MR. FRIEDMAN: You know, I'm really indifferent to--because there's arguments for both. What we do need is a durable, long-term price signal. So if I want to be an investor in wind and solar--and I'm not T. Boone Pickens and I don't have $4 billion to, to risk, but I'm a small start-up company, I know that the market's going to be there. Because Tom, this is going to be the next great revolution. ET, energy technology, is out there and we want to make sure our country is at the lead of it. That's what this book is a clarion call for. This is in a--you know, John Gardner said this is a series of incredible opportunities disguised as insoluble problems. I really believe that.

MR. BROKAW: Al Gore has suggested that when it comes to generating electricity in this country, that we take over the course of 10 years off the carbon-based grid and replace it with solar--keep nuclear in place, use solar and wind. Is that possible?

MR. FRIEDMAN: You know, I don't know if it's possible in five years or 10 years, but I like the idea of an aspirational goal. I like the idea of setting an objective out there. But we need to back that up with legislation, legislation that would say to every utility in the country, by the year 2020, 2025, you have to produce so much from wind, so much from solar.

MR. BROKAW: Here's one of my favorite quotes from the book, "You've heard the acronym NIMBY - `not in my backyard,' as in: `I love wind turbines, but just not in my backyard'? Well, BANANA is a broader variant of that. It stands for `build absolutely nothing anywhere near anything.'" It seems to me that one of the hopes that we have is generational. Young people are pushing from younger ages up toward their parents and saying, "You've got to change. It's my future, not yours."

MR. FRIEDMAN: I feel that everywhere I go talking to people about--you know, if I were to describe--draw a picture of America today, Tom, it would be of the space shuttle taking off. And you've seen all those launches. Incredible thrust from below. We've got so much energy in this country, innovative power. But you know what? The booster rocket, our government, is leaking. It's cracked. And the pilots in the cockpit are fighting over the flight plan. So we can't achieve escape velocity to get into that next orbit, to get to that next revolution, the ET revolution. And I think the candidate, or certainly the administration that harnesses that energy in the right way not only is going to answer, you know, those kids, but bring us to where we need to be. We, we, we've been living on borrowed time and borrowed dimes, Tom. We need to get back to work on our country and our planet. The hour's late--the, the project couldn't be more important, the payoff couldn't be greater.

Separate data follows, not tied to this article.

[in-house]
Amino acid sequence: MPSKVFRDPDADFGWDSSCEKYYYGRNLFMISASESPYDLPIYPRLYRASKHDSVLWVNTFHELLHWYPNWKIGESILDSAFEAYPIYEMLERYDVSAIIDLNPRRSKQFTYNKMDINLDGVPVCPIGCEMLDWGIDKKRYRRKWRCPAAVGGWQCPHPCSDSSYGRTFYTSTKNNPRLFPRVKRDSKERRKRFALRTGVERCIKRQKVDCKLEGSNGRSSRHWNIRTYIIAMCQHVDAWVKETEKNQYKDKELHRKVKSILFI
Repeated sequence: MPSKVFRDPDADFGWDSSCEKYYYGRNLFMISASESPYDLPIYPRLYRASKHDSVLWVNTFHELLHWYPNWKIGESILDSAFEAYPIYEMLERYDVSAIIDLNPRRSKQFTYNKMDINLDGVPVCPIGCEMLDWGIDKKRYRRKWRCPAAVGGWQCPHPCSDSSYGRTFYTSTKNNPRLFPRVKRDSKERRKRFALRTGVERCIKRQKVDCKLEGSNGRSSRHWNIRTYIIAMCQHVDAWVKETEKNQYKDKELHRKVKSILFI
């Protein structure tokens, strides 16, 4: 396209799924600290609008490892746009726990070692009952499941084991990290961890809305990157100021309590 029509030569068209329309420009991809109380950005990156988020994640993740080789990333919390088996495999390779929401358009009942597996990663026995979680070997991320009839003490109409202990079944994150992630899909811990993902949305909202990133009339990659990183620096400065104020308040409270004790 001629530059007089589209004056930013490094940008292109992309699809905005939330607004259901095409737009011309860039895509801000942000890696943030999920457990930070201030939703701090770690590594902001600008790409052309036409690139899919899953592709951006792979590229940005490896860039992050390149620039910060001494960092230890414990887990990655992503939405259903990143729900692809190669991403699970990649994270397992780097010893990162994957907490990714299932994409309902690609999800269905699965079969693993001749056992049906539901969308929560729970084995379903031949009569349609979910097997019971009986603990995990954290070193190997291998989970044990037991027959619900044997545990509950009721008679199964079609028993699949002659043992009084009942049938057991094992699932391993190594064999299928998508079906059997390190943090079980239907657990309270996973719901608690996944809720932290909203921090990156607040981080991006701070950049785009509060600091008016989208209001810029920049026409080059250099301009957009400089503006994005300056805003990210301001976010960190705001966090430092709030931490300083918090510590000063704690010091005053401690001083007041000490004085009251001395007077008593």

MR. BROKAW: In three seconds, which is all we have left, what do you say to those skeptics who say, "You know, I just don't believe climate change is real." There are even some scientists who say it's based too much on computer models, not enough on empirical evidence.

MR. FRIEDMAN: What I say is if climate change is a hoax, it's the greatest hoax ever perpetrated on the United States of America. Because everything we would do to get ready for climate change, to build this new green industry, would make us more respected, more entrepreneurial, more competitive, more healthy as a country.

MR. BROKAW: Tom Friedman. Book is called "Hot, Flat and Crowded." It really is a textbook study of what's going on in the world today and some real possibilities of dealing with it. Thanks for being with us, Tom.

MR. FRIEDMAN: Pleasure. Thank you, Tom.

MR. BROKAW: We'll be right back.


MR. BROKAW: That's all for today. We'll be back next week, when our guests will include Bob Woodward and his new book "The War Within: A Secret White House History, 2006 to 2008." If it's Sunday, it's MEET THE PRESS.